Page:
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26 October 2017

2getthere’s Group Rapid Transit vehicle passes desert climate test

First publishedon www.ITSInternational.com
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2getthere’s Group Rapid Tansit (GRT) autonomous vehicle has proven in a simulated desert climate that it can maintain an indoor temperature of 23˚C even in the worst scenario (52˚C outside temperature and 3% humidity). The climate test took place in the Utrecht province and is one of many tests regarding the mega-order received from United Arab Emirates earlier this year. From 2020, five vehicles will perform fully autonomous shuttle services to and from Bluewater Island in Dubai.

GRT was subject to three tests in weather conditions such as ‘hot dry’ and ‘hot humid’ with a focus on the performance of the air conditioning system (ACS) at the vehicles maximum capacity of 24 passengers.

ACS has been developed in collaboration with suppliers DC Airco and Netherlands Aerospace Centre (NLR) who used the simulation of heat management in relation to airflow within the vehicle in its design of the air conditioning. Its development has been partly financed through a Massachusetts Institute of Technology research grant in which DC Airco and 2getthere have both participated.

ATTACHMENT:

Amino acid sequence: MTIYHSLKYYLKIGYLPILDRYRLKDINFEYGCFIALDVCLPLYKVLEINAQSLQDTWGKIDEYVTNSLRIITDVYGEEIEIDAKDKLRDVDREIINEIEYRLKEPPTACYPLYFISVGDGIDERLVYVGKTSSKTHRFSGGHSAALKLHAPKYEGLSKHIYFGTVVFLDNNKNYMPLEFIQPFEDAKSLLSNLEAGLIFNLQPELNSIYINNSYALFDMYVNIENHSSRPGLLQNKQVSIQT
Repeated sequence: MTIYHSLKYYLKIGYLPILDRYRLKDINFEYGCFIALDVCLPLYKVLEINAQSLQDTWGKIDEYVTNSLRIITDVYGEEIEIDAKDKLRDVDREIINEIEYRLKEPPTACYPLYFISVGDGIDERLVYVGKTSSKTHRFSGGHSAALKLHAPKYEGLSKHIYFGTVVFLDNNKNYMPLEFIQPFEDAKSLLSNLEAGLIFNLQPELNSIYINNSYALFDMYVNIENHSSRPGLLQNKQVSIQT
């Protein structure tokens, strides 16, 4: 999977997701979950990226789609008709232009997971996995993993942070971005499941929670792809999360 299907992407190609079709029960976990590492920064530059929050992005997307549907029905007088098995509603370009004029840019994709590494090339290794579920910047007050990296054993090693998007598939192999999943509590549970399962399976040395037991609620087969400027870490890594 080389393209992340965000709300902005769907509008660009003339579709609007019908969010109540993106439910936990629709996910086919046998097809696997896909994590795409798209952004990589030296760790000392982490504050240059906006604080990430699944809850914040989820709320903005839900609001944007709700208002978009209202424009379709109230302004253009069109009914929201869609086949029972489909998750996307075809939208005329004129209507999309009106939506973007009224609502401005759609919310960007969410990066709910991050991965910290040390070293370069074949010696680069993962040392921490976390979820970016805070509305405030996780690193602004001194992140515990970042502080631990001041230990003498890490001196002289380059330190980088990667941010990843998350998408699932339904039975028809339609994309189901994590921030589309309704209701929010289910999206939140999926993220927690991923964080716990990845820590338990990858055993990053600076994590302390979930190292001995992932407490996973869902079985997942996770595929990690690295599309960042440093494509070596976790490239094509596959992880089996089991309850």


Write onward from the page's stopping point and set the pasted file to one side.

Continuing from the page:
The simulated weather conditions included extremely high temperatures and sun radiation with average peaks in the sun radiation of 1,040 Watts per square metre and peaks in temperature of 52˚C around 3.30pm. In the climatic chamber, both peaks were simulated at the same time.

The GRT’s 16 standing passengers represented 120 Watts each and eight seated passengers each represented 100 Watts were simulated by placing a 3000-Watt heat source inside the vehicle. Part of the test focused on performance during transition: the speed at which indoor conditions are brought back to the most comfortable level for passengers after the doors close and the vehicle starts its journey. The most extreme test was based on the vehicle standing still with the doors open for six minutes, but in actual circumstances much shorter stops will be sufficient to allow 24 passengers to enter the vehicle and find their seats.

According to 2getthere the test marks another step towards the operational deployment of the system, scheduled for 2019/2020.

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Massachusetts Institute of Technology
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